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A common question to golf professionals is: why am I so inconsistent? While there can be dozens of legitimate reasons, one common denominator that I see is that the lie of a ball is very inconsistent. Let’s face it, golf courses are not always very flat. Because the ball is only about 1.75 inches thick, a subtle change in topography can have dramatic effects on the shot. If the ball is even a half an inch above your feet, you may hit it “fat” if the ball is a half an inch below your feet you may hit it “thin”.

A good pre-shot routine should include evaluating the slight variations in slope that are standard on even the flattest of golf courses. By making yourself aware of these variations and slopes, you can make the proper adjustments to hit better shots. See below for tips on how to make the proper adjustments.

Slide your hands down on the grip and then swing normally keeping your body/legs as normal as possible during swing. Vary the amount you move your hands down on the grip based on the degree that the ball is above your feet. Shorten length of backswing. Ball may go to left – amount left increases with the amount ball is above your feet.

Bend your knees and maintain the bend throughout backswing and follow through. Try not to bend at the waist any more than a normal swing. Shorten length of backswing. Ball may go to right.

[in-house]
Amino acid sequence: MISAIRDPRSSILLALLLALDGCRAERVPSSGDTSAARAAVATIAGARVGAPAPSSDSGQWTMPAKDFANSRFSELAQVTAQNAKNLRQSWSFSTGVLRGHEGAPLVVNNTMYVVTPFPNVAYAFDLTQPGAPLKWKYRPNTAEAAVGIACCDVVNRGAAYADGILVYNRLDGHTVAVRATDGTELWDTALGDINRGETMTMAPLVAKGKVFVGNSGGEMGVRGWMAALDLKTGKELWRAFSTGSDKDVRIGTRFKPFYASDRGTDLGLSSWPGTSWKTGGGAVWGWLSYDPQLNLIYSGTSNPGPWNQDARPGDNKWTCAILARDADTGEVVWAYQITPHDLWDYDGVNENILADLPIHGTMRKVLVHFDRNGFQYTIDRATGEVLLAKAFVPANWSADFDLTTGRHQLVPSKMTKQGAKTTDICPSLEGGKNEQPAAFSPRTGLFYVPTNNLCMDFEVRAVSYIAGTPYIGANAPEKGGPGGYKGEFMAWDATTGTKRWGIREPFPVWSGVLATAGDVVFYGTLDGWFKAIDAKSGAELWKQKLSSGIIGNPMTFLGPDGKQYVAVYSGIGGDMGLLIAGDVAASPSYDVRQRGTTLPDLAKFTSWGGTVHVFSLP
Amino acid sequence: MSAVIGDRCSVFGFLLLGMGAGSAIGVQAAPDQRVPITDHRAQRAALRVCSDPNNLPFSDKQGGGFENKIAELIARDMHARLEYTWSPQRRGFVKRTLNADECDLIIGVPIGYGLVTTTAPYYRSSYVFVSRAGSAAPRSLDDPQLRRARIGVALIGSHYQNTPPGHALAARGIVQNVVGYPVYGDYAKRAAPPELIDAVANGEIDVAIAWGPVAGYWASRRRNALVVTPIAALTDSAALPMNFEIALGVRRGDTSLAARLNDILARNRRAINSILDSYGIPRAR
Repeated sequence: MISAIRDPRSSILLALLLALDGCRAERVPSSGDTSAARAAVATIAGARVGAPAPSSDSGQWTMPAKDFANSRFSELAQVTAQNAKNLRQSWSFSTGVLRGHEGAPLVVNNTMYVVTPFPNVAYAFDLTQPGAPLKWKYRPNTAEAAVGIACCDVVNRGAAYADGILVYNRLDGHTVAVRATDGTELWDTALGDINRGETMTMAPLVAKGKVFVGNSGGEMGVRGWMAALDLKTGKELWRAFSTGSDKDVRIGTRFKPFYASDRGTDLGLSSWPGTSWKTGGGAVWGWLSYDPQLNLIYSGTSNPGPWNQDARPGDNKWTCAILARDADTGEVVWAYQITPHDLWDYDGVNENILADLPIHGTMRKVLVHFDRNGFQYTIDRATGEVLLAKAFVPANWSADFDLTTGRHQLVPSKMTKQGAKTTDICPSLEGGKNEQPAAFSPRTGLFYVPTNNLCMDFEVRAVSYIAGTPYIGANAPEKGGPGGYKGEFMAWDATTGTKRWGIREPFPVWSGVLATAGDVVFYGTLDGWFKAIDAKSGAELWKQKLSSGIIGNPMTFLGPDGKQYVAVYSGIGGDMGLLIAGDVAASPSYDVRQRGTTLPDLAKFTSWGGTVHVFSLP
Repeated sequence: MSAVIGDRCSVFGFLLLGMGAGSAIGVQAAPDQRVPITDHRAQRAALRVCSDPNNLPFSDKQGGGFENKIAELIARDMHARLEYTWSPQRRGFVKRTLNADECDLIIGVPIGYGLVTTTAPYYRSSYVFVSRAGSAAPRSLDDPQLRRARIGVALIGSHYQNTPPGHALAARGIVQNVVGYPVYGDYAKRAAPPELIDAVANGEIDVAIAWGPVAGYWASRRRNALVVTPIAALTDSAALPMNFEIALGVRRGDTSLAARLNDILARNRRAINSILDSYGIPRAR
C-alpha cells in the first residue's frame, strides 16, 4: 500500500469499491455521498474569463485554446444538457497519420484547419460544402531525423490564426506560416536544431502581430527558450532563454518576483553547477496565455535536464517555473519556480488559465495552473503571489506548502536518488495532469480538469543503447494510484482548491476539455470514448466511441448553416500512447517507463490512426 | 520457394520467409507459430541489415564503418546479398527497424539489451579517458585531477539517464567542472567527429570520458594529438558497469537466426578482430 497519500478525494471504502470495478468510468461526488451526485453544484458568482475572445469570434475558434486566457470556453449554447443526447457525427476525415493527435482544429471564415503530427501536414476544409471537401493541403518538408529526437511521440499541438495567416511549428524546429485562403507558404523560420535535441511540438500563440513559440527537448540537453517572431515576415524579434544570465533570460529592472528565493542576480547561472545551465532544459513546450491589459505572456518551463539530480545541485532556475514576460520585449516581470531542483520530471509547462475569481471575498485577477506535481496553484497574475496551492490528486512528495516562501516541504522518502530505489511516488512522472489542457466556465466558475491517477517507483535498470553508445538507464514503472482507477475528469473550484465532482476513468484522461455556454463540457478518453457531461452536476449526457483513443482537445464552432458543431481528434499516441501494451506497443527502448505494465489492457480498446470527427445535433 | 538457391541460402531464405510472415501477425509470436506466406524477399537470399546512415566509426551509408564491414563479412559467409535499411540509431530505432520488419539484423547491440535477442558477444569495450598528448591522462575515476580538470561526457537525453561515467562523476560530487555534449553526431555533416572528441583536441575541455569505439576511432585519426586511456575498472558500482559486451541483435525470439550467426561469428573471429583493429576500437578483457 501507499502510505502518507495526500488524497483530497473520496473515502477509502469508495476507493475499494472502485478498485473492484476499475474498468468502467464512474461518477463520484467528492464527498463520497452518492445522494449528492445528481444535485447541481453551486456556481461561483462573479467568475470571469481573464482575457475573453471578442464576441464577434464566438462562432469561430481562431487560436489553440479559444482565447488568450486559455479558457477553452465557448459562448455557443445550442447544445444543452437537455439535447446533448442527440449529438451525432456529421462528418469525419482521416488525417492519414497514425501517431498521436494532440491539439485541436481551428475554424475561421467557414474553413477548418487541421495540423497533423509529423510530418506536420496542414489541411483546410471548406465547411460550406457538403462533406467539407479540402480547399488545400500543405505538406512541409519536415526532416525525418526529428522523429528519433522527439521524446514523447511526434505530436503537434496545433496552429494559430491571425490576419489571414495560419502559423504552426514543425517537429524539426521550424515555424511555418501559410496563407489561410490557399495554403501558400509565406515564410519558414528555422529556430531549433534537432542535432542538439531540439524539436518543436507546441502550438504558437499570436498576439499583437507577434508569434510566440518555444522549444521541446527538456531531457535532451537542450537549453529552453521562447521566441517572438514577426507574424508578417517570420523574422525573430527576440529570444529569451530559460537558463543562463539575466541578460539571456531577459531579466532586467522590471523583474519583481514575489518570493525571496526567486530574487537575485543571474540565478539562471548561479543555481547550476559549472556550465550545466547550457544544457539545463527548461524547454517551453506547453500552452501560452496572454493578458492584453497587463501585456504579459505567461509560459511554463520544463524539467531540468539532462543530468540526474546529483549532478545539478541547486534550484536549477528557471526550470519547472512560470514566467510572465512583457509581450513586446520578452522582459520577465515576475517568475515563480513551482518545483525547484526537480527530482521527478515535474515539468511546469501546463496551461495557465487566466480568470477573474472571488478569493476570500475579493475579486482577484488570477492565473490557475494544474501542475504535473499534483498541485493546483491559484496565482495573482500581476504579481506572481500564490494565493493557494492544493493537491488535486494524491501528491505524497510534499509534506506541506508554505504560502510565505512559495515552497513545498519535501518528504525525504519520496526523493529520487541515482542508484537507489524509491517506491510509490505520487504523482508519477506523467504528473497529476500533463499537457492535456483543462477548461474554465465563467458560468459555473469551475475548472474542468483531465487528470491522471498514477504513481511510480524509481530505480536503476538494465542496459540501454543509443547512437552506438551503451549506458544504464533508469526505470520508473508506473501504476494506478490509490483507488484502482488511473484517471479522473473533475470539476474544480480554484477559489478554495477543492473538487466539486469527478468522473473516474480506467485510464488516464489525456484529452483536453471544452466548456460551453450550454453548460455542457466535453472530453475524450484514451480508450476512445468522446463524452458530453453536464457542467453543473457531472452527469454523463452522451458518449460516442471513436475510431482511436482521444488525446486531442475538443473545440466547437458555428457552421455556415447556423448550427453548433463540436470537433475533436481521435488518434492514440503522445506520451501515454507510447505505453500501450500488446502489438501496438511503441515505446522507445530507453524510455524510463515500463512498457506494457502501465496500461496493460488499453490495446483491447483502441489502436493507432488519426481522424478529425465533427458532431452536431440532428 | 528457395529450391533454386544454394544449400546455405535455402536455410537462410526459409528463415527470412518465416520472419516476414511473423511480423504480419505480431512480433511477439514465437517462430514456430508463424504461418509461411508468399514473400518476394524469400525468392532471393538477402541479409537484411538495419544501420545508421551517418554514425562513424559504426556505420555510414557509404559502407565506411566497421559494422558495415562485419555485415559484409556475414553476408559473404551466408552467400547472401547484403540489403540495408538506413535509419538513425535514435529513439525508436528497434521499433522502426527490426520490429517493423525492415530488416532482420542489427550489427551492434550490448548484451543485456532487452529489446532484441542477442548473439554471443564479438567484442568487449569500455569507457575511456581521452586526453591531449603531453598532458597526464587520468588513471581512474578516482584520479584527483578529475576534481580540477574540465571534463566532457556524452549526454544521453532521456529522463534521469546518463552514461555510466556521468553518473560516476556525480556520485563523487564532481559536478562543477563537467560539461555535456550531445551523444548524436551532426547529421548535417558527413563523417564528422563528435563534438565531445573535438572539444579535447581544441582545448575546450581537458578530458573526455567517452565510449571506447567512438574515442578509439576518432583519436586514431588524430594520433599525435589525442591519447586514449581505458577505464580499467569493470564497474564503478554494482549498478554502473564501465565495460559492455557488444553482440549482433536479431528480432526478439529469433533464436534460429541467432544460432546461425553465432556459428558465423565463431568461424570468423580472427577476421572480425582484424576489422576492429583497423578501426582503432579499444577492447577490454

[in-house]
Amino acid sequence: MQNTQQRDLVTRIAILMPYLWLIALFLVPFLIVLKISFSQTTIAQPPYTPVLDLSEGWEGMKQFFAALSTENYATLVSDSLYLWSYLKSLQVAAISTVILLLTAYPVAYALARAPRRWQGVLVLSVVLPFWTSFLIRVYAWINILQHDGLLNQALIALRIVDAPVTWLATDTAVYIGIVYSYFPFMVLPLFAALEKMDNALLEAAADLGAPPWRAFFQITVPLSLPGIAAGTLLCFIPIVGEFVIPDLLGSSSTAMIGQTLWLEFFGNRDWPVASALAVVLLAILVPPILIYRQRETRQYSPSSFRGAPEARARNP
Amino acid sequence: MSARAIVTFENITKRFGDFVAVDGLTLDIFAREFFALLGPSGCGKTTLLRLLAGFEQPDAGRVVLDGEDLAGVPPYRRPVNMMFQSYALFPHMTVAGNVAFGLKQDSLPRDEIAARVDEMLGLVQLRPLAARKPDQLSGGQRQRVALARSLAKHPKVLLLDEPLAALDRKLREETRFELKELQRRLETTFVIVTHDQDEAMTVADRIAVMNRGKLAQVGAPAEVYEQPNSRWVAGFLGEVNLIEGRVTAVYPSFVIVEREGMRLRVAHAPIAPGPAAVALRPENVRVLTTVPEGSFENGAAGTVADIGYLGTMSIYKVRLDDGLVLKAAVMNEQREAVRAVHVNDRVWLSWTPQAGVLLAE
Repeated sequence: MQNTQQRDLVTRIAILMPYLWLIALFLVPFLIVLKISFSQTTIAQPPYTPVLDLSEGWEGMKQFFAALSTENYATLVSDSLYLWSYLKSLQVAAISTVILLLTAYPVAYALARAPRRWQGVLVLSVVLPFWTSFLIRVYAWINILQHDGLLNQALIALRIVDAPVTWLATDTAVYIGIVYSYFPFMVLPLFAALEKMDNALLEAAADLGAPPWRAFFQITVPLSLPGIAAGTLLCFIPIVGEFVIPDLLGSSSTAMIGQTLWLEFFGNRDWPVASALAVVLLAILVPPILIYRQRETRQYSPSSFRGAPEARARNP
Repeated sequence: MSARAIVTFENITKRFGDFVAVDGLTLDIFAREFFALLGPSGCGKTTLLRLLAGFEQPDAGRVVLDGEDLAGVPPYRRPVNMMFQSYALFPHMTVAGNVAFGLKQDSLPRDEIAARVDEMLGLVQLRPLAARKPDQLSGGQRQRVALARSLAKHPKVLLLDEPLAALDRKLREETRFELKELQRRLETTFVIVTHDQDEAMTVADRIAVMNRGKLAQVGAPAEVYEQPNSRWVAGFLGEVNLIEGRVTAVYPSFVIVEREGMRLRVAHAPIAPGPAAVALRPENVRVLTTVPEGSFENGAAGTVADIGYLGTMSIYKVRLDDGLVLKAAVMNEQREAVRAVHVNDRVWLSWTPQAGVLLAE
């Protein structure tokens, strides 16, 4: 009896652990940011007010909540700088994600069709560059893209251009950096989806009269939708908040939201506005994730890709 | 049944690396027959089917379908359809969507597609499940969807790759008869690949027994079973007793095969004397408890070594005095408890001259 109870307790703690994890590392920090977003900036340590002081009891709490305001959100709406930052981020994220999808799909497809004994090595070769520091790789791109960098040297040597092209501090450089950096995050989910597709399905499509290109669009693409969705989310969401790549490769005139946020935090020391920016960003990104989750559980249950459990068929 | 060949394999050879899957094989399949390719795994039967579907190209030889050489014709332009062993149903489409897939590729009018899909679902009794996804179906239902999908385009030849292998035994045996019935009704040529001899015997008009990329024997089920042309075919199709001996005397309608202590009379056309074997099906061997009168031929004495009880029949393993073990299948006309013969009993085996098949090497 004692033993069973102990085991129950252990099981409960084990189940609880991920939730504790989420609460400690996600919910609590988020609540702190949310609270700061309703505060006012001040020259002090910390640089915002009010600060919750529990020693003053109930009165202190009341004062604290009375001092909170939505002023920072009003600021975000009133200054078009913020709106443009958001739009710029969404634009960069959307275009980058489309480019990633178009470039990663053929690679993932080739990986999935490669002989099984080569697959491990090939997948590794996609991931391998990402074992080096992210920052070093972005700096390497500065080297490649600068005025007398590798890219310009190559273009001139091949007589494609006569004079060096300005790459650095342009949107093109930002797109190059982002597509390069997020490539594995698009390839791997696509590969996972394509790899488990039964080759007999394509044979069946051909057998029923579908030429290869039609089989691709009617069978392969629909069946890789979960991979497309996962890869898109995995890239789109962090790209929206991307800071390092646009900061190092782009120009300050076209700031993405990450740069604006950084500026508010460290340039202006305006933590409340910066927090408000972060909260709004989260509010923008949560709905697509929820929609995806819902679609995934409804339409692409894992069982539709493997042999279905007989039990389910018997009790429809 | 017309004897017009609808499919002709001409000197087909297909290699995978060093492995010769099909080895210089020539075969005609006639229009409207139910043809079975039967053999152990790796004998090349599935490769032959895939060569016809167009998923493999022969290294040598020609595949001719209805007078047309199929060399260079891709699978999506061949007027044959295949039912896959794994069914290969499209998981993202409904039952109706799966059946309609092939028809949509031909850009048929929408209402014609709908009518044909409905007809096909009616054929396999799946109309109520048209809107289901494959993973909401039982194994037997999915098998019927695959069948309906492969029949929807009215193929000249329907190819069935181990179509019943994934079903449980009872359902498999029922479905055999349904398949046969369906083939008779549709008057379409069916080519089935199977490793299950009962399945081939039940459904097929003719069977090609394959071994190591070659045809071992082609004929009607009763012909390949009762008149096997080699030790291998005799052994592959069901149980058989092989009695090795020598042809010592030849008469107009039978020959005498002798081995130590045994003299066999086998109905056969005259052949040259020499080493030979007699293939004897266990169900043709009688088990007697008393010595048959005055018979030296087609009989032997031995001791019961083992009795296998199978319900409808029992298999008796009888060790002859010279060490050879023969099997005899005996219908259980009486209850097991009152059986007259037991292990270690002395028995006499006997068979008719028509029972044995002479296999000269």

I’ve always had a lot of questions about proper ball position in relation to a player’s stance. While there are several theories on the proper ball position, one thing is certain, you need to be consistent. In fact, several years ago while standing in front of the 4th tee box at the Scottsdale TPC during the Phoenix open, I saw three well known players play the 133 yard par-three with three completely different ball positions. One player played it off his left heel, one in the exact center of his stance, and one played the ball off his right heel. While I can’t be certain of which club each player used, I can only assume be the distance that it was a PW or SW. I always go with Ben Hogan’s recommendation: short irons in the middle of your stance, mid-irons slightly ahead of middle and long-irons/woods are more toward your left heel. Oh, if you’re wondering which three tour players would have such a different ball position, John Daly, Nick Faldo, and Nick Price.